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Arthur Carl Victor Schott
(1814-1875) Arthur Carl Victor Schott was an artist, scientist and engineer. His formal education was at the Royal Gardens in Stuttgart and the Institute of Agriculture at the University of Hohenheim.
He came to the American in 1850, and soon after became acquainted with John Torrey, another prominent botanist who recognized Schott's artistic talents in depicting plant morphology. Torrey employed him almost immediately to illustrate his report on Stansbury's expedition to the Great Salt Lake In 1851, Further, he recommended Schott for the United States Boundary Survey.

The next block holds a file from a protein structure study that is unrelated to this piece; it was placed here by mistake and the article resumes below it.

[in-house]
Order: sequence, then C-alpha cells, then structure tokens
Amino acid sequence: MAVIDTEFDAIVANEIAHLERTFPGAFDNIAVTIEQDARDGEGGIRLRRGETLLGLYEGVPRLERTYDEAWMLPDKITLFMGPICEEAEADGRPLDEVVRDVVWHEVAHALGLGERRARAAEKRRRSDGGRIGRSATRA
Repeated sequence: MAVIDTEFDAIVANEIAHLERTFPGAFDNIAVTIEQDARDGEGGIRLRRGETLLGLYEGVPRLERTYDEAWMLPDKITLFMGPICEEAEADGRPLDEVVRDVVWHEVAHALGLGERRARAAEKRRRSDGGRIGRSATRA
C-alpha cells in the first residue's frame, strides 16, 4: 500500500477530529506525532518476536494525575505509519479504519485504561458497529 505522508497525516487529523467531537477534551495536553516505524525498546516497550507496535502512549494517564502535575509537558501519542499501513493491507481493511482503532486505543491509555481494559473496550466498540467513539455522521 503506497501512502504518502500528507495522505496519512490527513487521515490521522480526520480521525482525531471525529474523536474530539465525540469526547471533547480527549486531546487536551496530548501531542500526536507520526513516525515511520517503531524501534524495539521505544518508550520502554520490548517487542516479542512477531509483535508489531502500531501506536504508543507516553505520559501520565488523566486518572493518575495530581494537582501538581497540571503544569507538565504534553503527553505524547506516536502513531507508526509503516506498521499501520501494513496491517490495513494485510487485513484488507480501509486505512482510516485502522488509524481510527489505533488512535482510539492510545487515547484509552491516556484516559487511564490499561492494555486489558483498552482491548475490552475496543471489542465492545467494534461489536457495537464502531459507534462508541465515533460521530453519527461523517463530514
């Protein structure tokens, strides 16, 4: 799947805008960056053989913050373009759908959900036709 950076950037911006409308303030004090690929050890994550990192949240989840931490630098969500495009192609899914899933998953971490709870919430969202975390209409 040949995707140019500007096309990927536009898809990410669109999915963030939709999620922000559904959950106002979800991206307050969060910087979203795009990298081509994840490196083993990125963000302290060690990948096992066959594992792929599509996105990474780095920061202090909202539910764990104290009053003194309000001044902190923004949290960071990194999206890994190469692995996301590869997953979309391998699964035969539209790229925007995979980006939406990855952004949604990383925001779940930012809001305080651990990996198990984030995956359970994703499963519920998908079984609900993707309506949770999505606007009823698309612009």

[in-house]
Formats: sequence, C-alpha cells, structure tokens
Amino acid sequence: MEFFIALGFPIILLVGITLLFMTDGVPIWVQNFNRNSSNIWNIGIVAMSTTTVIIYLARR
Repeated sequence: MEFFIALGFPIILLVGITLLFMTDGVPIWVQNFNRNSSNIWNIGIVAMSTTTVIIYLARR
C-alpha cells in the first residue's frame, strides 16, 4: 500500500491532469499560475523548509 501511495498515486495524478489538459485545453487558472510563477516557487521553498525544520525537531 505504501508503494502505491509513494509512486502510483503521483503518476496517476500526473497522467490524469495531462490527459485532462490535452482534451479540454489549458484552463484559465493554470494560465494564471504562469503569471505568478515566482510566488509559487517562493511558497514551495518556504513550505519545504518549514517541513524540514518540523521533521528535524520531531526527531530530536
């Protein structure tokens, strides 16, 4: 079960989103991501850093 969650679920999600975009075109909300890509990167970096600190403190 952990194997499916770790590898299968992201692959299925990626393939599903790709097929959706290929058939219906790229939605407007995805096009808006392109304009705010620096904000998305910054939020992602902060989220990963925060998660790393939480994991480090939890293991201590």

With fellow botanist William H. Emory, he surveyed and collected animal and plant specimens along the Rio Grande in Texas and the Mexican border. The few people having photographic knowledge or equipment at that time would not have used their rare resources on photographing flora. Still, images were useful in science to convey information and since had had the talent, he also served as a topographical artist for the expedition. His 32 beautiful illustrations of the survey areas include more than just geographical features--they depict plant life such as agave, ocotillo and cacti.
After the survey in 1855, he continued illustration and engraving work in Washington, DC for 6 years, handling both for Torrey's reports and those of the entire expedition. He remained in the Washington area for the rest of his life, going on short field trips to collect plants.Associated Plants